Week 8, Ash by Malinda Lo

Week 8, Ash by Malinda Lo

Lo, M. (2009). Ash. New York: Little, Brown and Co.


Reading with a sleepy puppy!


Ash, the main character, has just suffered through her father’s death and is left to fend for herself with her cruel and violent stepmother. To heal her grief, Ash spends her time rereading fairy tales her mother once told her. One day, Ash meets a dangerous fairy named Sidhean, who can grant wishes for a price. Next thing Ash knows, she meets another impactful soul Kaisa, the King’s Huntress who begins to change Ash’s heart. Eventually, she must make a choice. Who and what will she choose? Her fairy tale dream or the possibility of true love?

Keywords: fairies; huntress; fairy tales; true love; Cinderella

What I Think:


I very much enjoyed this retold fairy tale for a two different reasons. First of all, I can always appreciate and enjoy a plot or story that is familiar to me, especially if it is familiar from childhood. This book, Ash, has many similarities to the classic version of the fairy tale, Cinderella. For example, both stories have a character who is truly an evil stepmother. similarity of characters to cinderella. “The candlelight beneath Lady Isobel’s face made her look like a monster. Her lip curled in anger and she said, ‘You have been absent all day and you expect no punishment? Come her!'” (Lo, 2009, p. 70). This is said directly before Ash is shoved into a dark cellar to be alone in the cold for the night.

I also enjoyed this retold fairy tale because it included twists and turns that the original or traditional version of Cinderella  did not include. For example, Ash does not have a fairy godmother like in Cinderella  but rather a dark fairy named Sidhean. This fairy does not grant Ash wishes just to be kind and helpful, yet has his own agenda. This is confirmed when Ash inquires if there is a price to pay for her wish to be granted and Sidhean responds, “There is a price for everything, Aisling” (p. 162). This makes the decision Ash has to make even more intense knowing that, in return, Ash will belong to Sidhean. This intensity attracted me to the book and kept my attention so that I finished it quickly!

What the Experts Think:

An unexpected reimagining of the Cinderella tale, exquisite and pristine, unfolding deliberately. Aisling—Ash—knows the fairy stories and lore told her by her now-dead mother, but she does not know if she believes them. When her father dies and her stepmother and stepsisters move her away from the Wood to the City, she finds herself returning to her mother’s grave, where she meets the fairy Sidhean. Ash barely notes her harsh treatment at the hands of her stepfamily, as she both longs for and fears her glimpses of Sidhean. He longs for her, too, in ways she is slow to understand. Ash also is slow to see Kaisa, the King’s Huntress, as the source of her own desire. When she does, Ash turns to Sidhean to make it possible for her to spend time with Kaisa, despite the price Ash knows she will have to pay. Ash and Kaisa’s dance at the King’s Ball is a wild and gorgeous moment, no less so than the night Ash must spend in Sidhean’s Wood. Beautiful language magically wrought; beautiful storytelling magically told. (Fantasy. 12 & up)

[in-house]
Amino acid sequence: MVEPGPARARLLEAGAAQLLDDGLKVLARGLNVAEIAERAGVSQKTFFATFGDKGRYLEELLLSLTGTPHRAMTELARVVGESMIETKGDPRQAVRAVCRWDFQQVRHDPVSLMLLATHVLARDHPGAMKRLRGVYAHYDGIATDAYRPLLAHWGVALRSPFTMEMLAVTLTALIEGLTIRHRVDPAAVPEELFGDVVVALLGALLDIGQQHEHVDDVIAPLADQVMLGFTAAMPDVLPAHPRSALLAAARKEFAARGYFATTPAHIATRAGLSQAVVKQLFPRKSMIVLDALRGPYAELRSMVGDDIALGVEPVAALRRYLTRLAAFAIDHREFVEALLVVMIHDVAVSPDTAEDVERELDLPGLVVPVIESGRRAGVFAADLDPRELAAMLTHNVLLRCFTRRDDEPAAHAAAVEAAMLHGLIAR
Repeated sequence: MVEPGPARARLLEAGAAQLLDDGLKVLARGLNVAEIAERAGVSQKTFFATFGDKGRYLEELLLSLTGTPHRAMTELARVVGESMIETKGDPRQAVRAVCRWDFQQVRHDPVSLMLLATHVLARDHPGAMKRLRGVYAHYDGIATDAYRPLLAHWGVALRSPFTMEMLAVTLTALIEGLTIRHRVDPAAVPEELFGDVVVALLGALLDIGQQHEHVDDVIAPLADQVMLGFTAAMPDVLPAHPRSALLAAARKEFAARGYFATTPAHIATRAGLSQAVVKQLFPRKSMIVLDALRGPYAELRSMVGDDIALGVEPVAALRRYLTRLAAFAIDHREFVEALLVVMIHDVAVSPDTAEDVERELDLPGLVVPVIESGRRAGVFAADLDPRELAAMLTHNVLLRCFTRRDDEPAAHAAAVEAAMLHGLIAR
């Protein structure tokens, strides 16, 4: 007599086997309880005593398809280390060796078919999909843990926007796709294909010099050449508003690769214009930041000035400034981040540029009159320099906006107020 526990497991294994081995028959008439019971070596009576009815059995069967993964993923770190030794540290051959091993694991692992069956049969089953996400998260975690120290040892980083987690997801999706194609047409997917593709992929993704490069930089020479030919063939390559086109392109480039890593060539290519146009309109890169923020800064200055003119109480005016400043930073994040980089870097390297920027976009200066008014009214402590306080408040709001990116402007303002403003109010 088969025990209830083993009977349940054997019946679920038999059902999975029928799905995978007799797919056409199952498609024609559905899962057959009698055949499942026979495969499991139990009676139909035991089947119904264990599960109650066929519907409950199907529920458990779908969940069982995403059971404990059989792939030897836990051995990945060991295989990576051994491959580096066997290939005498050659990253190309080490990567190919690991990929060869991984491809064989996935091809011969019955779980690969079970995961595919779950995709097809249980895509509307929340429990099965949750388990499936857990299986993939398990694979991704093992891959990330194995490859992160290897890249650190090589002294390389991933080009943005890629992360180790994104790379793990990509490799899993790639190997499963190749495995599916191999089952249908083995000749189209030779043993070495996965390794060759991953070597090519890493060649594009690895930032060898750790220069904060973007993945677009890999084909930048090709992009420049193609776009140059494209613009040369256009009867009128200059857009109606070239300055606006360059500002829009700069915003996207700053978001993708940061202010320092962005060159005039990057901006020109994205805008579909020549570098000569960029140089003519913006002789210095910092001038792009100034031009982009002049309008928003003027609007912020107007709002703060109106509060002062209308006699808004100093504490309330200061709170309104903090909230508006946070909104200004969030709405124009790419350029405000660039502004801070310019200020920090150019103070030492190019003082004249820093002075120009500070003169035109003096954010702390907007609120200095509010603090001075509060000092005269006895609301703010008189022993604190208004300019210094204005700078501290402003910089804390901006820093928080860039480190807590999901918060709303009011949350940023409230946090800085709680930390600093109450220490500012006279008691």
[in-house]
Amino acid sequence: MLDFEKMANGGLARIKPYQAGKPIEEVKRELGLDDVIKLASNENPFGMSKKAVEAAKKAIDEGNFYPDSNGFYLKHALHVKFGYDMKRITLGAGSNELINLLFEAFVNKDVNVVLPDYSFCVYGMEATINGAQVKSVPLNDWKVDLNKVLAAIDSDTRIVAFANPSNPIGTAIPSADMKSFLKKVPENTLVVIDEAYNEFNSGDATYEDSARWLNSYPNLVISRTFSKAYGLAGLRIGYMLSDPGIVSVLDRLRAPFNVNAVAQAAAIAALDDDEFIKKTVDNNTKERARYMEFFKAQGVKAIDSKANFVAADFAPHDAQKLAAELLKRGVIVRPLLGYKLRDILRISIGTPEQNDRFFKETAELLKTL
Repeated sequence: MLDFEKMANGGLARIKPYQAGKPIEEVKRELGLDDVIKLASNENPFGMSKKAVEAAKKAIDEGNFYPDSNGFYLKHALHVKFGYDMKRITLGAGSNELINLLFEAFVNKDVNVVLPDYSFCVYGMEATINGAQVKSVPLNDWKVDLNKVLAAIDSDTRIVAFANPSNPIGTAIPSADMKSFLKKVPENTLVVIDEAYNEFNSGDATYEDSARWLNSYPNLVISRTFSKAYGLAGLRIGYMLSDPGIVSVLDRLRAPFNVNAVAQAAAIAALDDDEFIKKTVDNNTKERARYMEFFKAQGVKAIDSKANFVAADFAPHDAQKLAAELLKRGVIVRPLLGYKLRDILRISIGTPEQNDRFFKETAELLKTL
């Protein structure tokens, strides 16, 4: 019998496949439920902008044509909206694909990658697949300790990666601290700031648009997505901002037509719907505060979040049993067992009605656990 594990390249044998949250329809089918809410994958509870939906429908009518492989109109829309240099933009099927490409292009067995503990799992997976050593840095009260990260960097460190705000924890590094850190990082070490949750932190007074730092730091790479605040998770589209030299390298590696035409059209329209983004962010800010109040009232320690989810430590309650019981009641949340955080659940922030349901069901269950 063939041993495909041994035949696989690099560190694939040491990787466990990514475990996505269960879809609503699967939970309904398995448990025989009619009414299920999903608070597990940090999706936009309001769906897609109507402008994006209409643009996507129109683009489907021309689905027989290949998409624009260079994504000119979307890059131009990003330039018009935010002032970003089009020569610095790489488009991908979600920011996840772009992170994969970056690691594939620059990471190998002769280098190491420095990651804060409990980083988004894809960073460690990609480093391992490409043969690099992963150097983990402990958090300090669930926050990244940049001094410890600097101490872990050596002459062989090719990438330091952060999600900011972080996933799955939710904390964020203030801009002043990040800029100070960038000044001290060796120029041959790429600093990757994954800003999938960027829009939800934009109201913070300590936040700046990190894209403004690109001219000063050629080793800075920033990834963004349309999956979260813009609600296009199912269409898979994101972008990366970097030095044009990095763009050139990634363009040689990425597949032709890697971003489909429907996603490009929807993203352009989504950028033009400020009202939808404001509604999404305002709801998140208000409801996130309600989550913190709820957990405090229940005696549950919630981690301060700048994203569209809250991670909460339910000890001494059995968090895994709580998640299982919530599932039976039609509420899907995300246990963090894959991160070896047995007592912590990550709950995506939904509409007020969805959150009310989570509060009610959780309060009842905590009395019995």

Little, B. (2009). Ash. Kirkus Reviews.
Classroom Recommendations:

In order to use retold fairy tales to engage readers, I would first inquire about if Cinderella was a fairy tales the readers were exposed to. I would want to determine if this fairy tale would be of interest to the students to revisit and reconnect with from their childhoods.  Next, I would allow the students to read a short, picture book version of the fairy tale to refresh their memories about the fairy tale. Additional activities could also be implemented to remind the students of the fairy tale, like sequencing or retelling. Finally, I would engage the students in the book, Ash, while guiding the reader to compare and contrast this story to the picture book version read. I find that analyzing the similarities and differences between the classic and retold fairy tales can be engaging to discover. Finally, after reading Ash and comparing it to the picture book version, I would allow the students to watch the movie version and add this to the comparison of the other versions. I think it would be interesting both for the student as well as for myself to discover the similarities and differences between all of these different versions of the same story!


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